Matthew Barton, Sudbury photographer, uses lens to gain 'control' over PTSD

As he copes with the symptoms of post-traumatic stress disorder, Sudbury photographer Matthew Barton turns his lens to the glittering night sky.

'Northern Ontario Star Trails' exhibit showing at Science North until the end of July

Matthew Barton's photography show, "Northern Ontario Star Trails", is on display in the lobby at Science North until July 31. (Markus Schwabe/CBC)

As he copes with the symptoms of Post-traumatic stress disorder (PTSD), Sudbury photographer Matthew Barton turns his lens to the glittering night sky.

"About two, two-and-a-half years ago, I was in a pretty nasty car accident," said Barton.

"A pedestrian was killed, and I was diagnosed with severe PTSD."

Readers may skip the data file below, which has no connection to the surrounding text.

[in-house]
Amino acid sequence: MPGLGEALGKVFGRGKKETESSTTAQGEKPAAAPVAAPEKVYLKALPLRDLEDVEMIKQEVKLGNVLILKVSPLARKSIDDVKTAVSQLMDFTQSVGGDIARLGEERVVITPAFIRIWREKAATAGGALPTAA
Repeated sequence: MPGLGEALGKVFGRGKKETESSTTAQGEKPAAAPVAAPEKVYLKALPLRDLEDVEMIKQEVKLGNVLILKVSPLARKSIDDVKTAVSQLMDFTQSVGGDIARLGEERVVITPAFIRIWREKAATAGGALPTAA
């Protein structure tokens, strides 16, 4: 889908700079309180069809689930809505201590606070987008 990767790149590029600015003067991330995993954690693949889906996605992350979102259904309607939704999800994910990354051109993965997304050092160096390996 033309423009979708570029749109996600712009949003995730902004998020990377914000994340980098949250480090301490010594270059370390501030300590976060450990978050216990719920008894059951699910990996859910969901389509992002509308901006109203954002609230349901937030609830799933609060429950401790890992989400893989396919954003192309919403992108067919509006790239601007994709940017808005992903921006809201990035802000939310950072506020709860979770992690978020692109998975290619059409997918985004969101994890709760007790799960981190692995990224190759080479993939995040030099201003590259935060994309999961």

Barton said taking photos helps him deal with the symptoms.

"It's a loss of control, because your mind is not used to dealing with stuff like that," he said. "Photography kind of gives me that control back. I can set what the exposure is, you know, what the ISO is ... set the scene."   

Many of Barton's northern scenes are characterized by long streaks of star light, achieved by leaving his camera shutter open for long periods of time. 

Thanks to Artists on Elgin's "Emerging Artists" program, you can see some of those photographs. Barton's show, "Northern Ontario Star Trails" is on display in the lobby at Science North until July 31.  

Listen here to the full interview with Matthew Barton on CBC Sudbury's current affairs radio show Morning North with host Markus Schwabe.

Sudbury photographer Matthew Barton has a new exhibit on display at Science North. He says taking photos has helped him cope with a traumatic life experience. He joined us live in studio to tell us more. 6:45

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